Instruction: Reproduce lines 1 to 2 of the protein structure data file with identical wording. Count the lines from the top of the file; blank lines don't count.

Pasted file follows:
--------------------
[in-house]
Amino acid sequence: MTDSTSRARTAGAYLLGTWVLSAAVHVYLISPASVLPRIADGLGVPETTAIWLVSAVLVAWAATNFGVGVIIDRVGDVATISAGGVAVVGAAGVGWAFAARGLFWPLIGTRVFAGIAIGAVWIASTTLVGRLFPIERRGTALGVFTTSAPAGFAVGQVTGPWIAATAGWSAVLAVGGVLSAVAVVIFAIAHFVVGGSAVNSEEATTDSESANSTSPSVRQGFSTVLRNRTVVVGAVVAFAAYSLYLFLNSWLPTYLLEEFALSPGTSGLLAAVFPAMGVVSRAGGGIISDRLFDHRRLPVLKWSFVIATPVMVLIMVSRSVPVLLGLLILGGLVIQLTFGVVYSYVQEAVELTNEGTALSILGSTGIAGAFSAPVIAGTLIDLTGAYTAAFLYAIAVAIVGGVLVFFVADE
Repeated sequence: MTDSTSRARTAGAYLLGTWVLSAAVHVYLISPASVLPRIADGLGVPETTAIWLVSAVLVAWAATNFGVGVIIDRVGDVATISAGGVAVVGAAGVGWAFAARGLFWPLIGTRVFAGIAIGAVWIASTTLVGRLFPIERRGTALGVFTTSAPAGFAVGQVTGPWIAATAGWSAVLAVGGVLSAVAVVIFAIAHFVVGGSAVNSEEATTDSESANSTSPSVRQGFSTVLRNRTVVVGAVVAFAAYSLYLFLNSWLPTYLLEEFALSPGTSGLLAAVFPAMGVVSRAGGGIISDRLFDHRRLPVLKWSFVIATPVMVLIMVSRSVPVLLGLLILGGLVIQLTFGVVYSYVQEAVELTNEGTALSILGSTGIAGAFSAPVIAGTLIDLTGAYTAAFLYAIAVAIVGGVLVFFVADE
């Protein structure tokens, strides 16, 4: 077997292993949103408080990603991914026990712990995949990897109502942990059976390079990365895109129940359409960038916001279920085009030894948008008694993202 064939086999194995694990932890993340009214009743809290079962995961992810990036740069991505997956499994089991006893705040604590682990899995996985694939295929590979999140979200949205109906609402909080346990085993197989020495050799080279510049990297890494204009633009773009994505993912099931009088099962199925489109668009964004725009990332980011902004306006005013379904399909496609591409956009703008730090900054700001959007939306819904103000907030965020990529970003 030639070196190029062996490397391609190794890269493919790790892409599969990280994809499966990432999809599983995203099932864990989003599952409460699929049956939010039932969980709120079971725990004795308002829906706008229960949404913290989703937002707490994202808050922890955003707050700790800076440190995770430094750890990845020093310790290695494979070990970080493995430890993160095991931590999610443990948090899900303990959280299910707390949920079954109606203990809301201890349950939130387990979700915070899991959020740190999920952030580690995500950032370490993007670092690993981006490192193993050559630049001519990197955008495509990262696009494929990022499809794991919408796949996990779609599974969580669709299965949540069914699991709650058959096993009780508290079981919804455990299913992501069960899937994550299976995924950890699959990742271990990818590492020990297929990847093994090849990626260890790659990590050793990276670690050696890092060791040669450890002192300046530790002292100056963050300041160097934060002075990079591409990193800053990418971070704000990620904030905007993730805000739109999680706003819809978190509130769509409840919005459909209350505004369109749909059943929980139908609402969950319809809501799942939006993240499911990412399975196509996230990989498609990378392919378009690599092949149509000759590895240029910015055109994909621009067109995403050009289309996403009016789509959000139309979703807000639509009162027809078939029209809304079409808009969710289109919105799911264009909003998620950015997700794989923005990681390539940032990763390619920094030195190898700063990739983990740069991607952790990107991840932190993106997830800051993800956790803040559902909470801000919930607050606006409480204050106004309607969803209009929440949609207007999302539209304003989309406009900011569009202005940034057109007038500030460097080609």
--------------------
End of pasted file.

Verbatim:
[in-house]
Amino acid sequence: MTDSTSRARTAGAYLLGTWVLSAAVHVYLISPASVLPRIADGLGVPETTAIWLVSAVLVAWAATNFGVGVIIDRVGDVATISAGGVAVVGAAGVGWAFAARGLFWPLIGTRVFAGIAIGAVWIASTTLVGRLFPIERRGTALGVFTTSAPAGFAVGQVTGPWIAATAGWSAVLAVGGVLSAVAVVIFAIAHFVVGGSAVNSEEATTDSESANSTSPSVRQGFSTVLRNRTVVVGAVVAFAAYSLYLFLNSWLPTYLLEEFALSPGTSGLLAAVFPAMGVVSRAGGGIISDRLFDHRRLPVLKWSFVIATPVMVLIMVSRSVPVLLGLLILGGLVIQLTFGVVYSYVQEAVELTNEGTALSILGSTGIAGAFSAPVIAGTLIDLTGAYTAAFLYAIAVAIVGGVLVFFVADE